This continues the series of reflections about the liturgy as requested by the Most Rev. John C. Wester, Bishop of Salt Lake City, for the education of the people of the diocese. This was read at the Masses celebrating the Second Sunday of Easter and printed in the Intermountain Catholic the following Friday.
The Communion Rite, Part II
The Liturgy of the Mass is rich with signs of communion with Christ and each other. One ancient sign of unity that comes right after the Sign of Peace is “the breaking of the bread.” In fact, the entire Eucharistic rite was once simply known as “the breaking of the bread.” By participating in the one bread that is broken and shared, we express symbolically the reality of being one in Christ.
In his letter to the Corinthians, Paul says: “The bread that we break, is it not a participation in the body of Christ? Because the loaf of bread is one, we, though many, are one body, for all partake of the one loaf.” (1 Cor. 10:16b-17)
The unity Paul speaks of is highlighted by the priest breaking the large consecrated host and sharing at least some of the fragments with those present. The deacon also may assist in the breaking of the bread. While it is desirable that as many as possible share in the bread that is broken, the use of the smaller hosts consecrated at the same time is a practical necessity at most Masses.
The sign of our unity with Christ expressed by the breaking and sharing of bread continues as the priest adds a small piece of the consecrated host with the consecrated wine. This gesture, introduced in the eighth century, signifies the unity of the Body and Blood of the Lord in the work of salvation. A prayer, dating from the middle of the eighth century, is spoken inaudibly by the priest and requests the fruits of Communion for everyone present.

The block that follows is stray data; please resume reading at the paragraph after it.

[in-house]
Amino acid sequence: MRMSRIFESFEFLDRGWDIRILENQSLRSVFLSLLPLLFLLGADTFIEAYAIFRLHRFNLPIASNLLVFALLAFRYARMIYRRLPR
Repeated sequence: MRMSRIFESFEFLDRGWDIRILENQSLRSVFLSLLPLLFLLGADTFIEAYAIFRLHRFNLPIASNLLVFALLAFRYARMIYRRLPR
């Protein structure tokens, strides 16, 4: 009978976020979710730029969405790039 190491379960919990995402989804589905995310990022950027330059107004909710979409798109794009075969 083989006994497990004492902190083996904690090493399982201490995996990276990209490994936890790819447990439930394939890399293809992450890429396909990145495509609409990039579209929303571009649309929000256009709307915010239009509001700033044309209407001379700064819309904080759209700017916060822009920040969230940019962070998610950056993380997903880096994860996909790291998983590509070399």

Because the breaking of the bread was especially lengthy in the earlier celebrations of the Mass, it was accompanied by a chant. This later became what we call the “Agnus Dei” – the Lamb of God. The words “Lamb of God, you take away the sins of the world” are taken from the acknowledgment given Jesus by John the Baptist (John 1:29). It acknowledges that Christ is the Paschal Lamb who has conquered death. The chant was originally sung by the people and was repeated for as long as necessary. As the time required for the breaking of the bread became briefer, it gradually was reduced to the text as we know it and is usually sung only three times, although it may be repeated, if necessary. From the tenth century on, it has always ended with the words “grant us peace,” linking it to the Sign of Peace. Today the “Agnus Dei” is a litany-song of the choir, cantor and congregation, and may be repeated as often as necessary, but does not include the priest who is engaged in breaking of the bread.
After the Lamb of God concludes, the people kneel and prepare to receive Communion. The priest prepares himself by a prayer said quietly while those celebrating with him do so by praying silently. With these prayers, all are ready to receive Communion.
My apologizes for not posting this on time. I had a little difficultly finding the article on-line (the search engine at the newspaper's website doesn't seem to work that well) and then life got in the way of 'blogging. Again, props to those who make their living by writing.
Interesting information regarding the liturgical history of this section. The "breaking of the bread" actually first refers to the Gospel passage of the disciples on the road to Emmaus (Luke 24:13-35). The development of the Agnus Dei would also explain why I have encountered "extended" versions of it in some Mass settings in the past twenty years. Anachronism rearing its ugly head again?
Still, it's good information.